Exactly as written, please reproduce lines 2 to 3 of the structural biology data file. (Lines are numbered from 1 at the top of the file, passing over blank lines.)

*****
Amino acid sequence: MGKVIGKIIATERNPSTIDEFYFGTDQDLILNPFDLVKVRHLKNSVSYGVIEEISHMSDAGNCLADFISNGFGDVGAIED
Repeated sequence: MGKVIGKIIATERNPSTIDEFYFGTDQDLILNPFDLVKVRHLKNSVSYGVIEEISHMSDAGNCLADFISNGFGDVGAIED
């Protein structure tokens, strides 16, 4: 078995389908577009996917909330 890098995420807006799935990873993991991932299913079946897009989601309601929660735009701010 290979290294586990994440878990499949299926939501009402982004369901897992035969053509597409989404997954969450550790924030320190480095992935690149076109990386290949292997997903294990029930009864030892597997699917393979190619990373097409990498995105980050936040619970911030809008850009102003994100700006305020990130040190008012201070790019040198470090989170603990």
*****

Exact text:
Repeated sequence: MGKVIGKIIATERNPSTIDEFYFGTDQDLILNPFDLVKVRHLKNSVSYGVIEEISHMSDAGNCLADFISNGFGDVGAIED
């Protein structure tokens, strides 16, 4: 078995389908577009996917909330 890098995420807006799935990873993991991932299913079946897009989601309601929660735009701010 290979290294586990994440878990499949299926939501009402982004369901897992035969053509597409989404997954969450550790924030320190480095992935690149076109990386290949292997997903294990029930009864030892597997699917393979190619990373097409990498995105980050936040619970911030809008850009102003994100700006305020990130040190008012201070790019040198470090989170603990």